These results offer hope for the future of loulu in Limahuli. But without these predator control efforts, what would happen to loulu? 

“A future without loulu, that is one where we’re losing a foundation species for entire ecosystems. I always think of the first time I saw them in the Upper Preserve. The way that they stand even above the canopy, to me they look like sentinels of the forest. To me they look like they’re keeping watch over everything else. To imagine that beauty and those spirits would be gone, it’s not pleasant to think about.”

So is there anything we can do to help ensure a future for this special tree?

“One of the biggest things that everybody can do is be super cautious about how we’re moving mulch and plant material around. We’ve learned that’s one of the most prevalent ways that CRB travels and spreads across islands. As much as possible, try to keep mulch and plant material sourced very locally. This is something we can all take part in.”

In addition to green waste management, we can all help the Hawaiʻi Invasive Species Council, also known by the acronym ISC—to keep an eye out for CRB and CRB damage.

“Keep on the look out for beetles, larvae, and other things that may be suspicious. The ISC groups are working really hard but they can’t have eyes everywhere. It’s up to us to help out with that process if we can.”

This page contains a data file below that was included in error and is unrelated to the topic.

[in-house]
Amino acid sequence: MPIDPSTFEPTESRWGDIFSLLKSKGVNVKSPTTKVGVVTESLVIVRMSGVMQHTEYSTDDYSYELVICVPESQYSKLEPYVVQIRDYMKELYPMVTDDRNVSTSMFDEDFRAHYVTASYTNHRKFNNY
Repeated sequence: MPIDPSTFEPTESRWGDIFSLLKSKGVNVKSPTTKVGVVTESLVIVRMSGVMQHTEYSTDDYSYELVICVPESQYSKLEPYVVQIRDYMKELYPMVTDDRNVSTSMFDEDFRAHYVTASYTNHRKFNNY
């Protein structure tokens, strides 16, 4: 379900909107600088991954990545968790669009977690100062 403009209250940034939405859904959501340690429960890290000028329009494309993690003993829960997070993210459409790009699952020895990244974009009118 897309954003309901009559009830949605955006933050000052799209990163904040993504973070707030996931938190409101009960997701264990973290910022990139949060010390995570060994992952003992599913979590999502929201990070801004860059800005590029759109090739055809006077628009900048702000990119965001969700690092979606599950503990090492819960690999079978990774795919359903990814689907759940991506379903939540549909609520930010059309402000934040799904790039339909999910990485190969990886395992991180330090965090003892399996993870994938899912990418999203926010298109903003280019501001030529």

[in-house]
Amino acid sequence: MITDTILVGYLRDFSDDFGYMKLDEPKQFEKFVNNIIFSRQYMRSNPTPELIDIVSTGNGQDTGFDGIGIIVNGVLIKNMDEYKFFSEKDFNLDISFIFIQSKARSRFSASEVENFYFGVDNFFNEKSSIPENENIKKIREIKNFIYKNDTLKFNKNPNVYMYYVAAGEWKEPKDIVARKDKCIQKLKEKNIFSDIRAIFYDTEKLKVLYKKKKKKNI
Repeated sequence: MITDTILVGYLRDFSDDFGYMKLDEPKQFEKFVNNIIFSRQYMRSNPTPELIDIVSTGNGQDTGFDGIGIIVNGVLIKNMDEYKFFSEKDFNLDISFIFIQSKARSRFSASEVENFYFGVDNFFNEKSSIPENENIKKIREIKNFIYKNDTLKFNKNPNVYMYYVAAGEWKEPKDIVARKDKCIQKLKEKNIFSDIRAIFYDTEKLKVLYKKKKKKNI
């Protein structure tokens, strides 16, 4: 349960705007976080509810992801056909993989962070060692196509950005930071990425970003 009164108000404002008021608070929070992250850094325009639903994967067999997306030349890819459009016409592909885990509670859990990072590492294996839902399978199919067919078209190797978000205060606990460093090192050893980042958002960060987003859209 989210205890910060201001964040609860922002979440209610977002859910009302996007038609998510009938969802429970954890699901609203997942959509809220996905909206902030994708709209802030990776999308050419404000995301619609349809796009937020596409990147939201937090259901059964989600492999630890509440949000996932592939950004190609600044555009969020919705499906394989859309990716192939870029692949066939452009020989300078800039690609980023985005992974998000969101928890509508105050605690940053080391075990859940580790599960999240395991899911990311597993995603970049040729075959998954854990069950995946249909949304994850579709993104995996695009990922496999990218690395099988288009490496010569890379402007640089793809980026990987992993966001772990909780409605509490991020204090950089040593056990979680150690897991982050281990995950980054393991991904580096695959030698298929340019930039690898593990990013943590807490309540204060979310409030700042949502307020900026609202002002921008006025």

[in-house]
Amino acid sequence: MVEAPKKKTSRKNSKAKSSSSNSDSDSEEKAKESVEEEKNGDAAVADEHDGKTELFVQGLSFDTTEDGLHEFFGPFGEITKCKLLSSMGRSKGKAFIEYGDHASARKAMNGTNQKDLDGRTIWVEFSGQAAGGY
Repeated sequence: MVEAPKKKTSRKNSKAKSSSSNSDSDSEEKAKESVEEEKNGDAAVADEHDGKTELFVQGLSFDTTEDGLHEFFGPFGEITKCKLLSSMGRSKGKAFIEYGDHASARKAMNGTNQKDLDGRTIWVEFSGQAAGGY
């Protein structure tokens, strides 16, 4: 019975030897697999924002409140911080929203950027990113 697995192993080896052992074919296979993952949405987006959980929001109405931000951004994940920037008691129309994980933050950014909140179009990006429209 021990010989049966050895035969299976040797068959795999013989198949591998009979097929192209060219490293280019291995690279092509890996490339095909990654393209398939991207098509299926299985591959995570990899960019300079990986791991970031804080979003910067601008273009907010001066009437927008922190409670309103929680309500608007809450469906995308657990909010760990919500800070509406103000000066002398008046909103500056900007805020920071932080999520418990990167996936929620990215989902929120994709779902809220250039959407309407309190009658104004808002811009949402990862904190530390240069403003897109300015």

“The second thing is, if you have the opportunity to plant more, plant more! Even a tiny native forest in your yard increases habitat for these plants.”

“I think it’s super important to plant native plants in your yard,” added Makoa. “We have enough invasive plants here in Hawaiʻi. The more native plants you can put in your yard, the better. Personally at my house on Oʻahu we have two little baby loulu planted in the front yard, and they’re just gorgeous. I think it’s very special to be able to have one of these palm trees in your home.”

Interviews were edited for clarity and length. Artwork by Carly Lake.

How to grow Loulu